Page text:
Wedding and engagement rings are a part of human history dating back to Ancient Egypt. There are numerous interpretations as to why they chose the ring as a symbol of their affection. Leading theories describe that the Egyptians believe the heart was connected to the fourth finger, which we now know as the ring finger, while others think that it is the symbolic round and connected shape of the ring that made it so important. Regardless of its origins, offering and wearing a ring to celebrate unity is a cornerstone of our culture.
Following the Egyptians, it was Ancient Rome, where the rings began to be made from strong, lasting metals, such as iron, as a testament to the certainty of the couple’s companionship. It is around this time that rings began to be engraved. Many of these engravings, however, were not words but, instead, images and shapes, such as the holy cross. During this time period, different cultures would wear the ring on different hands. There are various reasons as to why this may have been. The right hand was believed to have been chosen for religious ceremonies while the left hand was often chosen for the ring because it was unlikely to be damaged since the majority of people are right-handed.
Years later, couples would begin to wear individual rings or bands. These were known a gimmel rings, symbolically interlocked. They would be united for the wedding ceremony before being separated and each placed onto the couple’s hands. Fede rings were also popular, which depicted two hands grasping one another or a central stone. Fede is the Italian word for faith and this particular style of ring was used to depict the religious unity of marriage.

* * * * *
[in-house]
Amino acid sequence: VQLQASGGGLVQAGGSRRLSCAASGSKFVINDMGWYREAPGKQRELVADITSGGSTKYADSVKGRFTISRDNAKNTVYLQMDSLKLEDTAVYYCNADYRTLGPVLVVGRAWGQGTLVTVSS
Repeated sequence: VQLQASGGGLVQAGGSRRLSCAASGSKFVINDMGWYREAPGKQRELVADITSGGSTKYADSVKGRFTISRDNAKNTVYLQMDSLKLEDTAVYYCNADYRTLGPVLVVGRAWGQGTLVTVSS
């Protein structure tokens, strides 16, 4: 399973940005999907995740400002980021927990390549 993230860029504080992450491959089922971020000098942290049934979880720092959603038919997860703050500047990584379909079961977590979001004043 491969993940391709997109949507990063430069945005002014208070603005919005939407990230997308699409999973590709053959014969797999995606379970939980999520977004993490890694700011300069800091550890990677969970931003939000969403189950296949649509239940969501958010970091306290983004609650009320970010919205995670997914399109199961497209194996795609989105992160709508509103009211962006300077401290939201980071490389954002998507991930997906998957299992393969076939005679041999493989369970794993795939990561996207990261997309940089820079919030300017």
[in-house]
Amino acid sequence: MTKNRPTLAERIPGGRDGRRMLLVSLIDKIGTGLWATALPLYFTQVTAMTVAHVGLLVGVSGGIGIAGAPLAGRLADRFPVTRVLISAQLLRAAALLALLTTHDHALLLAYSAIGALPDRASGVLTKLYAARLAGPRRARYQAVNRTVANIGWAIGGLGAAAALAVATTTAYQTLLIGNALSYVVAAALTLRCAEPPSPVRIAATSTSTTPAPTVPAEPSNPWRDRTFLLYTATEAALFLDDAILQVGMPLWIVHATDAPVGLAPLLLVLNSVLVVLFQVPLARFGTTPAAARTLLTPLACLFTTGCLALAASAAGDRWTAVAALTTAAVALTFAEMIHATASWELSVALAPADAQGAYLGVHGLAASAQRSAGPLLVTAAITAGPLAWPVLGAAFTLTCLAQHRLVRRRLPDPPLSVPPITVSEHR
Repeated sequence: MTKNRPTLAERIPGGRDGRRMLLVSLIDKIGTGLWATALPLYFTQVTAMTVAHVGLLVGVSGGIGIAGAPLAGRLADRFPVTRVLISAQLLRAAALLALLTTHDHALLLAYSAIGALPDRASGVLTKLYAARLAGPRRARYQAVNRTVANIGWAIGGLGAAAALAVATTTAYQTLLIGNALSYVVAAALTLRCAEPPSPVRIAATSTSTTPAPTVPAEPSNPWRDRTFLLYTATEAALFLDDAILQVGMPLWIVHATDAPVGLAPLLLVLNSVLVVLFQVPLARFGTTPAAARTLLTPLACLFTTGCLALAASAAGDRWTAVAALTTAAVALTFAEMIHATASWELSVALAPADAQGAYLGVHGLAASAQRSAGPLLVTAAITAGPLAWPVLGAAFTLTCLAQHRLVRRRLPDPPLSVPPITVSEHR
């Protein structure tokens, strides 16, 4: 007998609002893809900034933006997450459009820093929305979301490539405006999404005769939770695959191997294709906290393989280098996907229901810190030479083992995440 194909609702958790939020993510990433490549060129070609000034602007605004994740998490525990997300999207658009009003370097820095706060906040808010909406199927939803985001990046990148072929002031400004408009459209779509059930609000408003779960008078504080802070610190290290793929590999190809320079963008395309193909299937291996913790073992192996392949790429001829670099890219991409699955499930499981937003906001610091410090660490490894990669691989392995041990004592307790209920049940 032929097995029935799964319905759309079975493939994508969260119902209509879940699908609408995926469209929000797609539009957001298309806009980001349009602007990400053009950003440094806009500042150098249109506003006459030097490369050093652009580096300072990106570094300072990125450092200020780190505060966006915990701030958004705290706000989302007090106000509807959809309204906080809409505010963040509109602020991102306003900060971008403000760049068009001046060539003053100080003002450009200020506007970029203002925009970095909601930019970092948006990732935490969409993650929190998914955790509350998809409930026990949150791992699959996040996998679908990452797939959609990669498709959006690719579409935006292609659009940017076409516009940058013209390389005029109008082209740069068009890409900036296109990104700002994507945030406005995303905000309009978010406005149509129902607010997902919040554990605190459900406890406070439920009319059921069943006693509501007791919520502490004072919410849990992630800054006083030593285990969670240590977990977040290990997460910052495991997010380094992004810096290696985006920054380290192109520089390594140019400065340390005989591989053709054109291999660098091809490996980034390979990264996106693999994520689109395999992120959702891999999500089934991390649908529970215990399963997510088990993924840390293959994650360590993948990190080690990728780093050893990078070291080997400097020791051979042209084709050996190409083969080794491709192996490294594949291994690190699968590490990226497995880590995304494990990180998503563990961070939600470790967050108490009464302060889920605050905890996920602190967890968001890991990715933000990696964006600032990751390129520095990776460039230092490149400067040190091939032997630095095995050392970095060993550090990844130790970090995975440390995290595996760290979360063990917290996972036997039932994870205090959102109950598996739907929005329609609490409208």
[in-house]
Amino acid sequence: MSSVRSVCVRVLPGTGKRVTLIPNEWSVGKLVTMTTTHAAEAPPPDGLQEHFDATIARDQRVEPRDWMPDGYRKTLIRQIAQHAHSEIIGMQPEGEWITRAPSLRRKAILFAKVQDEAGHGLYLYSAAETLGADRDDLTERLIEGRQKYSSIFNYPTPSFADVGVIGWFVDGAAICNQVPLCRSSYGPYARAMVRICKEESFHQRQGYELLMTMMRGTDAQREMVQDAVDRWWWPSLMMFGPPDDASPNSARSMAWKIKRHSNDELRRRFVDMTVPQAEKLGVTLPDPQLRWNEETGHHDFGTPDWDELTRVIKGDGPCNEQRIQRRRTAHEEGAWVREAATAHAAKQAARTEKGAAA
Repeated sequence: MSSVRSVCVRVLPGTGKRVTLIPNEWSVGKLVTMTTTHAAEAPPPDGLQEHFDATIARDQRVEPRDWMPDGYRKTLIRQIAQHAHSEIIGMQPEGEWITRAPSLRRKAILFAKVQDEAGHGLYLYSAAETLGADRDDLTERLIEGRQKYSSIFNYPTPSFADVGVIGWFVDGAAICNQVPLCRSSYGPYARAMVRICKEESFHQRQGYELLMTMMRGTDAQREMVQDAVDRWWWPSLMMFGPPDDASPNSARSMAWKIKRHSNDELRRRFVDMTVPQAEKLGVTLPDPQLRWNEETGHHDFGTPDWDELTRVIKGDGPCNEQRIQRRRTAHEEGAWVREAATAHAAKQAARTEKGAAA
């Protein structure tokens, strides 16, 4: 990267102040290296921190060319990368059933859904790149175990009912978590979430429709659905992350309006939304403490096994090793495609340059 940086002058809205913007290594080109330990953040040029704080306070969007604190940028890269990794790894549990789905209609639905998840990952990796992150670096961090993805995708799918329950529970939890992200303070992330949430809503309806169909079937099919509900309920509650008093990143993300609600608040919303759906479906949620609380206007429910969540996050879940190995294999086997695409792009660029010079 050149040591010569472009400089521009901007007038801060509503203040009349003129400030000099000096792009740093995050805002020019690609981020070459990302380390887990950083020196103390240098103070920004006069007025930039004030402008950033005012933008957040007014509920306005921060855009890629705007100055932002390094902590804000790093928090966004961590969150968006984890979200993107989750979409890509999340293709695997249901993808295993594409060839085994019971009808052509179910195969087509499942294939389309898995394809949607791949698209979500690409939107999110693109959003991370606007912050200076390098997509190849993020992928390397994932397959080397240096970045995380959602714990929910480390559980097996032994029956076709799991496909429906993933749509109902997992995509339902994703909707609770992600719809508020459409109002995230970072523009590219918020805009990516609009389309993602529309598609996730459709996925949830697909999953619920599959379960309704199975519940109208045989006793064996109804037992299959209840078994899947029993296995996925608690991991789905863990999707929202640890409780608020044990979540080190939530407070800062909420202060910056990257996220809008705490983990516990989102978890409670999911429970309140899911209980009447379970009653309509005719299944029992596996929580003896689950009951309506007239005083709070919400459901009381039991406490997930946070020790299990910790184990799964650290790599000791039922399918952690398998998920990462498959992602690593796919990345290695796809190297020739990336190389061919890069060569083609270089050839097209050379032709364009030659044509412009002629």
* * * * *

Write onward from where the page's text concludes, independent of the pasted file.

In our modern era, we are not restricted to local metals and stones. Instead, we now have access to some of the most precious diamonds and gems, as well as advanced technology that allows us to craft unbelievable stones. During the 19th century, jewellery designers began to appear on the high street. Tiffany & Co., which was once a fine goods store, began offering exquisite jewellery before making their fame with these Tiffany Engagement rings. Other companies and designers appeared across the world and, by the beginning of the 20th century; the wedding ring industry was bigger than ever.
It is now part of our society that, when a couple becomes engaged, we are curious about the ring. Celebrity weddings will see the front pages of magazines and newspapers covered in snapshots of their rings. Different rings become part of history, such as Princess Diana’s ring, which was remade into Kate Middleton’s. Or Kim Kardashian’s $5,000,000 engagement ring from Kanye West, which was stolen from them in Paris. In the same way that fashion designers are household names, ring designers are also familiar to us. Designers such as Lorraine Schwartz and Robert Procop are two familiar names thanks to their creations for well-known public figures. What was once a simple display of love is now an intricate item of design, crafted and chosen with subtlety in mind. If their history is anything to go by, their popularity is assured.